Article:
Wednesday, April 28, 2010

Reaching the Sinner

This is the tale of two search phrases. When I wrote Church Website Design, I chose a title that reflected the content of the book. My goal was to match the target audience of the book with a name that they are likely to use in searching for books about a topic that interests them. This is what publishers try to do with every non-fiction book title. It creates a win-win situation because I’m more likely to sell books and the potential readers are more likely to find a book that solves a problem they have.

Now consider the second book, Searching for Mom. In that case, I chose a title that I hoped would convey the premise in that Sara uses the Internet to search for a mother. What I did not anticipate is that this is also a popular search phrase for a certain segment of Internet users. I felt I had done my due diligence by running it through Google and seeing what results I got. I went several pages deep and saw nothing to convince me that I shouldn’t use that title. It wasn’t until I started tracking that title with Google Alerts that I began to wonder about the people who are likely to be finding this title through Internet searches. On several occasions I have seen results from people who have typed in things like Searching for Mom making love to Son. I never even considered that it might be part of a pornographic search phrase.

These two phrases provide very different results. Even though searching for mom is probably typed in more frequently than church website design, fewer of the people who type it in will notice my book, much less purchase it. At best, my book is hidden deep within the search results of those people who type in searching for mom, but even if they happen to see results pointing to my book, they are not going to be interested because they are blinded by their lust for images of things that ought not to be. I still like the title of Searching for Mom, but if we expect our titles to find readers, we need to pick titles that fall within the interests of the people who are using that particular search phrase.

Some people have the idea that Christian fiction would accomplish more if we tried to write edgier stuff so that it would attract sinners and then we would be able to reach them for Christ. It sounds good when they say it, but if we were doing that, we would be doing something similar to what I inadvertently did with Searching for Mom by creating books that fall within their search phrase, but I haven’t seen many porn seekers buying my books.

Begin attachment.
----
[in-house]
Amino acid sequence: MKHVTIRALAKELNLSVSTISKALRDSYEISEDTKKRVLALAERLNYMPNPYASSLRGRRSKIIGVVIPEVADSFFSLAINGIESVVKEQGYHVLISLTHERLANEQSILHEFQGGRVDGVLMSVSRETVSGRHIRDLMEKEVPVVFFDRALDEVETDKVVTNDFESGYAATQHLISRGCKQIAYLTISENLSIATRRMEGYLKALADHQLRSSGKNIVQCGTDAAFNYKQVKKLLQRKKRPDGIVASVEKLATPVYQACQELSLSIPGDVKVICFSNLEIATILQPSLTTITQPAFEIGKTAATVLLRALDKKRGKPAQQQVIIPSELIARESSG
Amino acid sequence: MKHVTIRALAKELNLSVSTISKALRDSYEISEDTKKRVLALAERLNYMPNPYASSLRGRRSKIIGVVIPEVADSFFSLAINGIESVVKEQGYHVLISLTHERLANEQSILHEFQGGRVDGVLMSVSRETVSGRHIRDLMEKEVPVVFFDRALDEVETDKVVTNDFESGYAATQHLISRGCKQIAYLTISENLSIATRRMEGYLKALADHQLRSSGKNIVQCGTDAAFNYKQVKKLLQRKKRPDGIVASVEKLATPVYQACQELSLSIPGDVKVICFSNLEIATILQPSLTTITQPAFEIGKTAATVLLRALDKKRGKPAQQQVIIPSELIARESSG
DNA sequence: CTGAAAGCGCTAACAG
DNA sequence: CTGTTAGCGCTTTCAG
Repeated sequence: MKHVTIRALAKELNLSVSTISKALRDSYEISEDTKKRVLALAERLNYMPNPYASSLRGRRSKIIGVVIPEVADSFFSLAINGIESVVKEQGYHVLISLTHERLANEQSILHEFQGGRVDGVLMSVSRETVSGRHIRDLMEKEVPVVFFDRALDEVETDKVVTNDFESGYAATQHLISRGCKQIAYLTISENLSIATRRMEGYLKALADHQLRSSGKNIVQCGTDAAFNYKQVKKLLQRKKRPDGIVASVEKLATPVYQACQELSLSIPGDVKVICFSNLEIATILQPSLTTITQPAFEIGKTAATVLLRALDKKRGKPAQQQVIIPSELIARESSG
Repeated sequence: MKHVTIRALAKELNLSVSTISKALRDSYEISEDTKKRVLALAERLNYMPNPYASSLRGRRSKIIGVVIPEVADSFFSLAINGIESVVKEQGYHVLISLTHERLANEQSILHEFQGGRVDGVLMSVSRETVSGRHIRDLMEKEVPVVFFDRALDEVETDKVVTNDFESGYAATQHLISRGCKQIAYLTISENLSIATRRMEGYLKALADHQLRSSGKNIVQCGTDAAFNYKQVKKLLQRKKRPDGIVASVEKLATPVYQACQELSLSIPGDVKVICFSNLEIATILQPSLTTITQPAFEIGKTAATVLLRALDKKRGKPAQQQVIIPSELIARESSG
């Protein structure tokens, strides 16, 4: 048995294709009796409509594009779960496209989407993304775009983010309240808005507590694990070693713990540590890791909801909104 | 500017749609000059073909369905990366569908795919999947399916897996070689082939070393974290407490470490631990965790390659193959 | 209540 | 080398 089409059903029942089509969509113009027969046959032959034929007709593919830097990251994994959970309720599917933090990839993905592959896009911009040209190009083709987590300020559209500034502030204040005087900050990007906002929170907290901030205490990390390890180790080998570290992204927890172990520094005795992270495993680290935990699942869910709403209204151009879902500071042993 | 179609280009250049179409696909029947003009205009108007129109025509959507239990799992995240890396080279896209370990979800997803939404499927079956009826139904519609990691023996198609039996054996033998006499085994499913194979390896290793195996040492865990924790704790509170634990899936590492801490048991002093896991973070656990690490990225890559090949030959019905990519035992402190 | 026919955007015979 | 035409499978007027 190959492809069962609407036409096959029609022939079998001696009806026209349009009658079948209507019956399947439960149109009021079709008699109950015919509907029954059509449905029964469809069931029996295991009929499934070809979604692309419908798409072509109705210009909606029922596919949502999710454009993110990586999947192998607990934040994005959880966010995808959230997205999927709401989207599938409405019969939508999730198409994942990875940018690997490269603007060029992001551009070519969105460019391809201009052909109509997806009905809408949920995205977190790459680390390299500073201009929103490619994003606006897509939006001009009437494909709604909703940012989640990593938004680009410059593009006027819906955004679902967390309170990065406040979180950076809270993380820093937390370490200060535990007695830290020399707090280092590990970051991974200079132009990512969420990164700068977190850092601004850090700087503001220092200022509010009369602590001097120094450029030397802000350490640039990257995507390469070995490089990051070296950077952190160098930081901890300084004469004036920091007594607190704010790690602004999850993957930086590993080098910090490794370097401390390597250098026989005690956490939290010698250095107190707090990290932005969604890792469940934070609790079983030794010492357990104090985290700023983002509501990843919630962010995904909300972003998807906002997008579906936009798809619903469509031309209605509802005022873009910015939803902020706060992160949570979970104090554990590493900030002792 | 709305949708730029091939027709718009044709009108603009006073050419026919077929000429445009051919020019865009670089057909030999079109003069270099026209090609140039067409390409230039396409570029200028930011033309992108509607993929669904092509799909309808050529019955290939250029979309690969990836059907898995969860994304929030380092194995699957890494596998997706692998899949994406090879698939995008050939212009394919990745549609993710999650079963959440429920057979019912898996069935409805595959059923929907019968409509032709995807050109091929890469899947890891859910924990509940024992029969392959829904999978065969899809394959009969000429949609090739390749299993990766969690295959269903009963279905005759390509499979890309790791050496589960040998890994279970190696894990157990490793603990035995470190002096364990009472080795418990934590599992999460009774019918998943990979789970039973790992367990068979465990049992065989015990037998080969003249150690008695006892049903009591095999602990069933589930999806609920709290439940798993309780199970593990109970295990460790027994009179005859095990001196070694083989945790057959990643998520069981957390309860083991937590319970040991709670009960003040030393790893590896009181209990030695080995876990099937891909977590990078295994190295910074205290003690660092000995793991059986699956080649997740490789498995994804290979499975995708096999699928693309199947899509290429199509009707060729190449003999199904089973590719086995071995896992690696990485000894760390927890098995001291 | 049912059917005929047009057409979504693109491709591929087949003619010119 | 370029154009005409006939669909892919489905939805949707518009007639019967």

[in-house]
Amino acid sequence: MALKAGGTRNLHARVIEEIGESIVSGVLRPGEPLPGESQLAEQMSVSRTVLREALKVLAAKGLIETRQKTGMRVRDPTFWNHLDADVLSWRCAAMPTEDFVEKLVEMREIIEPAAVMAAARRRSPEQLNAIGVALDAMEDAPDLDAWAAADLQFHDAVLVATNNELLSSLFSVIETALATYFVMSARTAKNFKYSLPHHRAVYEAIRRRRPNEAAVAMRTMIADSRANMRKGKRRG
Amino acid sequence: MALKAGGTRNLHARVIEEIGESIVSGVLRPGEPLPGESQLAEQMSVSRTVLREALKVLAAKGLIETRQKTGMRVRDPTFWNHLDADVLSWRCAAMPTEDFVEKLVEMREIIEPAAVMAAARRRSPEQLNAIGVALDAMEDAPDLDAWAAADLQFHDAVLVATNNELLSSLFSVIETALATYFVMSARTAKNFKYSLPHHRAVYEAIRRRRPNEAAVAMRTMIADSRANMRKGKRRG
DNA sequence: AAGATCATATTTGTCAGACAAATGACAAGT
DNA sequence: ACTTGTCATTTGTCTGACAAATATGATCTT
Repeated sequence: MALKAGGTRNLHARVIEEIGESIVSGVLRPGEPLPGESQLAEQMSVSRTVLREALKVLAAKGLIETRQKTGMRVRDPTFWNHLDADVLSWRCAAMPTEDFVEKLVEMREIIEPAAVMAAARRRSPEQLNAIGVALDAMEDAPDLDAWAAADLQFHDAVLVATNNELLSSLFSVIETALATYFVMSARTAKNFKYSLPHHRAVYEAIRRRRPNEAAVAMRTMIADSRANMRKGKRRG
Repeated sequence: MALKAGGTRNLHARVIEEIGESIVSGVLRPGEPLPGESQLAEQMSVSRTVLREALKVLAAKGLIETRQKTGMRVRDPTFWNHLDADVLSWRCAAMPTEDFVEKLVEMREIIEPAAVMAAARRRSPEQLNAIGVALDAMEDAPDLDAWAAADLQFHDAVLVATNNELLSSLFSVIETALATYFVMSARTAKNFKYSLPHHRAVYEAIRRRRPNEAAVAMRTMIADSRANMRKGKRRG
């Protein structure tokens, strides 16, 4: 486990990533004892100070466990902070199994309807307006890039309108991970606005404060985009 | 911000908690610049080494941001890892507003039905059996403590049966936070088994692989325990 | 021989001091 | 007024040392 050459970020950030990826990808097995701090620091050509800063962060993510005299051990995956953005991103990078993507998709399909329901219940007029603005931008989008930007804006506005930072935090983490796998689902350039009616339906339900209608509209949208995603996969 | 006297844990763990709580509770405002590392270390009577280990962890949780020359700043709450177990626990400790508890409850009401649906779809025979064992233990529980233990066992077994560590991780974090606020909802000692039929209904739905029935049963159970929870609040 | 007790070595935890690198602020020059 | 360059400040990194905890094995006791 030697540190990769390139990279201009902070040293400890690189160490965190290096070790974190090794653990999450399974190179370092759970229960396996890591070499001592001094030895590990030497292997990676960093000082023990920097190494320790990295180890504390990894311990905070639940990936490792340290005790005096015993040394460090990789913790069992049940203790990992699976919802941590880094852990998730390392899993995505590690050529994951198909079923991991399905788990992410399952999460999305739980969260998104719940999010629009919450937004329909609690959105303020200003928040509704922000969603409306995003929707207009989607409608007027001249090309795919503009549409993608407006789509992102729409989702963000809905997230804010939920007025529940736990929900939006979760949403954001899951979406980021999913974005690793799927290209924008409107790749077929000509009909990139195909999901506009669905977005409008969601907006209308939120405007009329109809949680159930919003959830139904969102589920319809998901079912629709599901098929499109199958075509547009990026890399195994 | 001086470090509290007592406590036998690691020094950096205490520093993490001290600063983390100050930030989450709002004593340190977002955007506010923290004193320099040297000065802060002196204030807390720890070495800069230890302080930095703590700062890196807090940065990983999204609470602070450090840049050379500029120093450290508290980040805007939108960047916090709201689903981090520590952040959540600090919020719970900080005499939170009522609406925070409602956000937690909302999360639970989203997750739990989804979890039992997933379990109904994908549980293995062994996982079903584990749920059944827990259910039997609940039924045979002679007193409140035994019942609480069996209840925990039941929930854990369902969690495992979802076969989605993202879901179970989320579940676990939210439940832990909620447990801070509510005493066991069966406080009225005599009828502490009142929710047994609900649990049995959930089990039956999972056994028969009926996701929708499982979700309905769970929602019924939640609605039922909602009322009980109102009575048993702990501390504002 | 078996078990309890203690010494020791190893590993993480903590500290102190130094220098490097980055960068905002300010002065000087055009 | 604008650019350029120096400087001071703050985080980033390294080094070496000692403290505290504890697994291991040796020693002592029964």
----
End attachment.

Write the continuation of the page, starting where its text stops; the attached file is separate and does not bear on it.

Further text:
In looking at how we can use our books to reach the lost, I think people are looking at the lost in the wrong way. We don’t have to write a book that participates in sin to get it in front of a sinner. Go to any place of employment and you will find many people who appear to be pretty good people. They aren’t drunk, they treat women with respect, they may talk about what they do with the wife and kids. But that’s just what they do at work. On the weekend, you may not see them without a beer in their hand, they may beat the wife and they may have a girlfriend on the side. And maybe they know those things are wrong and they don’t want to do them, but they can’t seem to figure out a way to get away from it. In any case, the person they pretend to be is likely the person that goes out and buys books. We don’t have to write books that appeal to the evil person inside, just the good person this person wants people to believe he is. If we can connect with that person, then we can write about subjects that will influence the evil person.

If you doubt that, consider how many of the televangists operate. They aren’t trying to reach the devout Christians, but the people who are weak. They stand up there and talk about how forgiving God is. Then they talk about how much their ministry needs money. Then they tell people about the great blessings they will receive if they give to their ministry. What you don’t hear is “you are a sinner on your way to hell.” They present a message that makes people feel better about themselves, then they encourage these people to think they can feel even better if they give money.

I won’t suggest we do what televangists do, but I will suggest we turn that around. Let’s tell people how good the stuff they are doing is, then lets tell them that isn’t good enough because “all of our righteousnesses are as filthy rags.” Let’s appeal to their good side and then tell them how God wants them to be better.